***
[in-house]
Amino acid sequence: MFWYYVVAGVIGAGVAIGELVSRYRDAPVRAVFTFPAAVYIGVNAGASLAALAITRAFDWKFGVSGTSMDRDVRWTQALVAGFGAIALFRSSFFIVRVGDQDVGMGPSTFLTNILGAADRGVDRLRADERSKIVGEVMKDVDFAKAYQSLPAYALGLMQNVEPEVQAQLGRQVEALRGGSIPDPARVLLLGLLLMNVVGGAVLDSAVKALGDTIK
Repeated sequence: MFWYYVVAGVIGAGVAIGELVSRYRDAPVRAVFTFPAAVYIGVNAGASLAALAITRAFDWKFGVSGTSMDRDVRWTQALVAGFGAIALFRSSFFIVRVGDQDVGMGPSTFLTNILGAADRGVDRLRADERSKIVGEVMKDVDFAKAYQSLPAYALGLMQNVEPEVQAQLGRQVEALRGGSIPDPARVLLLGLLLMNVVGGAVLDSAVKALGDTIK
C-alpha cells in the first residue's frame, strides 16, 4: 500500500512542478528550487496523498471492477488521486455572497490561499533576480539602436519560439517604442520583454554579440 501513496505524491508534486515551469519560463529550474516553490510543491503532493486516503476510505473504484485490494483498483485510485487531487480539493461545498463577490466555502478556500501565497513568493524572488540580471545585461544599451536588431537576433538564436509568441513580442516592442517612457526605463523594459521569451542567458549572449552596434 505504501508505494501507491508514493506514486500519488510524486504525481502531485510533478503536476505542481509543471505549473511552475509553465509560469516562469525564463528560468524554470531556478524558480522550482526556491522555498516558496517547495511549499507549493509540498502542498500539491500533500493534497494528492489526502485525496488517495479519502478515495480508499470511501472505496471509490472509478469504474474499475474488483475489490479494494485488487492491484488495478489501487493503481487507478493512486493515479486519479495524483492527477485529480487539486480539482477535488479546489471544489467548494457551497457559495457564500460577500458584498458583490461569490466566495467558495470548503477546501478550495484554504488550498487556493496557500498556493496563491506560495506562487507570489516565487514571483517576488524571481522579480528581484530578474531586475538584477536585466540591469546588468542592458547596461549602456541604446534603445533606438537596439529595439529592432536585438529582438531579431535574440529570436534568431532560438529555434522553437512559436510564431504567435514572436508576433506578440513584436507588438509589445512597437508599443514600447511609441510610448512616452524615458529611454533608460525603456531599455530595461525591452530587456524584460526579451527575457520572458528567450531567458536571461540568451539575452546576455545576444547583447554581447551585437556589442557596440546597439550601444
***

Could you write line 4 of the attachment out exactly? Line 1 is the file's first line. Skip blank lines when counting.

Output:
C-alpha cells in the first residue's frame, strides 16, 4: 500500500512542478528550487496523498471492477488521486455572497490561499533576480539602436519560439517604442520583454554579440 501513496505524491508534486515551469519560463529550474516553490510543491503532493486516503476510505473504484485490494483498483485510485487531487480539493461545498463577490466555502478556500501565497513568493524572488540580471545585461544599451536588431537576433538564436509568441513580442516592442517612457526605463523594459521569451542567458549572449552596434 505504501508505494501507491508514493506514486500519488510524486504525481502531485510533478503536476505542481509543471505549473511552475509553465509560469516562469525564463528560468524554470531556478524558480522550482526556491522555498516558496517547495511549499507549493509540498502542498500539491500533500493534497494528492489526502485525496488517495479519502478515495480508499470511501472505496471509490472509478469504474474499475474488483475489490479494494485488487492491484488495478489501487493503481487507478493512486493515479486519479495524483492527477485529480487539486480539482477535488479546489471544489467548494457551497457559495457564500460577500458584498458583490461569490466566495467558495470548503477546501478550495484554504488550498487556493496557500498556493496563491506560495506562487507570489516565487514571483517576488524571481522579480528581484530578474531586475538584477536585466540591469546588468542592458547596461549602456541604446534603445533606438537596439529595439529592432536585438529582438531579431535574440529570436534568431532560438529555434522553437512559436510564431504567435514572436508576433506578440513584436507588438509589445512597437508599443514600447511609441510610448512616452524615458529611454533608460525603456531599455530595461525591452530587456524584460526579451527575457520572458528567450531567458536571461540568451539575452546576455545576444547583447554581447551585437556589442557596440546597439550601444